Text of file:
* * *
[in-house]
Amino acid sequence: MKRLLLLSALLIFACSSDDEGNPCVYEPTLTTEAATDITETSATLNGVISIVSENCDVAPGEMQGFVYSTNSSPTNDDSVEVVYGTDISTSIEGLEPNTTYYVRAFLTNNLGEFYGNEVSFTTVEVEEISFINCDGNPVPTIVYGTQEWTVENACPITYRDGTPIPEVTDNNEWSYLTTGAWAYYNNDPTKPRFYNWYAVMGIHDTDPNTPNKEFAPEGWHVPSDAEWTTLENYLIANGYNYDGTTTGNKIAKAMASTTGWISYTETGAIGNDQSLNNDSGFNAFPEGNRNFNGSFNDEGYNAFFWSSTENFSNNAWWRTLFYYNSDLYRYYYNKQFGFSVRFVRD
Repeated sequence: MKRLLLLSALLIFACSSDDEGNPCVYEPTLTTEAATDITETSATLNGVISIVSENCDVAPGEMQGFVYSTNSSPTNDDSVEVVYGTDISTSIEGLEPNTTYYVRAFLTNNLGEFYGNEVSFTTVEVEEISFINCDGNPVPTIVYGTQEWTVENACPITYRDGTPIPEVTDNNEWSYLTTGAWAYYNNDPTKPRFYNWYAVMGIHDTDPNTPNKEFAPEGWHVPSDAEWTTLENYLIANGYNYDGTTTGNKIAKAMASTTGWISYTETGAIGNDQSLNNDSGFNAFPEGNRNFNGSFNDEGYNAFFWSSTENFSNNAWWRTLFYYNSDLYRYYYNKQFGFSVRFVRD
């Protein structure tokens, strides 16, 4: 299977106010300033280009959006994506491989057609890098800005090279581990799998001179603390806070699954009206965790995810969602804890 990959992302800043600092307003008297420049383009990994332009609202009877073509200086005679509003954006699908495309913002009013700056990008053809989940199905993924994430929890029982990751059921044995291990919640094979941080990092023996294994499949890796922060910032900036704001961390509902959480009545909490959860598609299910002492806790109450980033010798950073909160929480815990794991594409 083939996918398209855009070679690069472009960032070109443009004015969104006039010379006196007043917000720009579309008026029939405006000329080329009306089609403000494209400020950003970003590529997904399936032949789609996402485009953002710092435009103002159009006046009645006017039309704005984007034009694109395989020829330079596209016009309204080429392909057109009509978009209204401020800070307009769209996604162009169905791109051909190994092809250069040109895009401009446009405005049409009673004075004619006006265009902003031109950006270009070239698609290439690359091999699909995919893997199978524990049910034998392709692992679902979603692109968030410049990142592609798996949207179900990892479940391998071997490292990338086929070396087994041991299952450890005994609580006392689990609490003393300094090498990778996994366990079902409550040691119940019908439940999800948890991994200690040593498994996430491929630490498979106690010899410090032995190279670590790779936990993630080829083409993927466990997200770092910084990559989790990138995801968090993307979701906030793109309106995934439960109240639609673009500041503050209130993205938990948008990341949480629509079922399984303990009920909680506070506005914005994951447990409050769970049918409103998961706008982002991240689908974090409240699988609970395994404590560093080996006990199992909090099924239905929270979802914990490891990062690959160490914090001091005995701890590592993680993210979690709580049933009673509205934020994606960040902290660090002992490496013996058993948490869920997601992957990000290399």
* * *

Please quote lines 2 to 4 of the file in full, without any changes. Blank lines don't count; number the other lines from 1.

Amino acid sequence: MKRLLLLSALLIFACSSDDEGNPCVYEPTLTTEAATDITETSATLNGVISIVSENCDVAPGEMQGFVYSTNSSPTNDDSVEVVYGTDISTSIEGLEPNTTYYVRAFLTNNLGEFYGNEVSFTTVEVEEISFINCDGNPVPTIVYGTQEWTVENACPITYRDGTPIPEVTDNNEWSYLTTGAWAYYNNDPTKPRFYNWYAVMGIHDTDPNTPNKEFAPEGWHVPSDAEWTTLENYLIANGYNYDGTTTGNKIAKAMASTTGWISYTETGAIGNDQSLNNDSGFNAFPEGNRNFNGSFNDEGYNAFFWSSTENFSNNAWWRTLFYYNSDLYRYYYNKQFGFSVRFVRD
Repeated sequence: MKRLLLLSALLIFACSSDDEGNPCVYEPTLTTEAATDITETSATLNGVISIVSENCDVAPGEMQGFVYSTNSSPTNDDSVEVVYGTDISTSIEGLEPNTTYYVRAFLTNNLGEFYGNEVSFTTVEVEEISFINCDGNPVPTIVYGTQEWTVENACPITYRDGTPIPEVTDNNEWSYLTTGAWAYYNNDPTKPRFYNWYAVMGIHDTDPNTPNKEFAPEGWHVPSDAEWTTLENYLIANGYNYDGTTTGNKIAKAMASTTGWISYTETGAIGNDQSLNNDSGFNAFPEGNRNFNGSFNDEGYNAFFWSSTENFSNNAWWRTLFYYNSDLYRYYYNKQFGFSVRFVRD
């Protein structure tokens, strides 16, 4: 299977106010300033280009959006994506491989057609890098800005090279581990799998001179603390806070699954009206965790995810969602804890 990959992302800043600092307003008297420049383009990994332009609202009877073509200086005679509003954006699908495309913002009013700056990008053809989940199905993924994430929890029982990751059921044995291990919640094979941080990092023996294994499949890796922060910032900036704001961390509902959480009545909490959860598609299910002492806790109450980033010798950073909160929480815990794991594409 083939996918398209855009070679690069472009960032070109443009004015969104006039010379006196007043917000720009579309008026029939405006000329080329009306089609403000494209400020950003970003590529997904399936032949789609996402485009953002710092435009103002159009006046009645006017039309704005984007034009694109395989020829330079596209016009309204080429392909057109009509978009209204401020800070307009769209996604162009169905791109051909190994092809250069040109895009401009446009405005049409009673004075004619006006265009902003031109950006270009070239698609290439690359091999699909995919893997199978524990049910034998392709692992679902979603692109968030410049990142592609798996949207179900990892479940391998071997490292990338086929070396087994041991299952450890005994609580006392689990609490003393300094090498990778996994366990079902409550040691119940019908439940999800948890991994200690040593498994996430491929630490498979106690010899410090032995190279670590790779936990993630080829083409993927466990997200770092910084990559989790990138995801968090993307979701906030793109309106995934439960109240639609673009500041503050209130993205938990948008990341949480629509079922399984303990009920909680506070506005914005994951447990409050769970049918409103998961706008982002991240689908974090409240699988609970395994404590560093080996006990199992909090099924239905929270979802914990490891990062690959160490914090001091005995701890590592993680993210979690709580049933009673509205934020994606960040902290660090002992490496013996058993948490869920997601992957990000290399």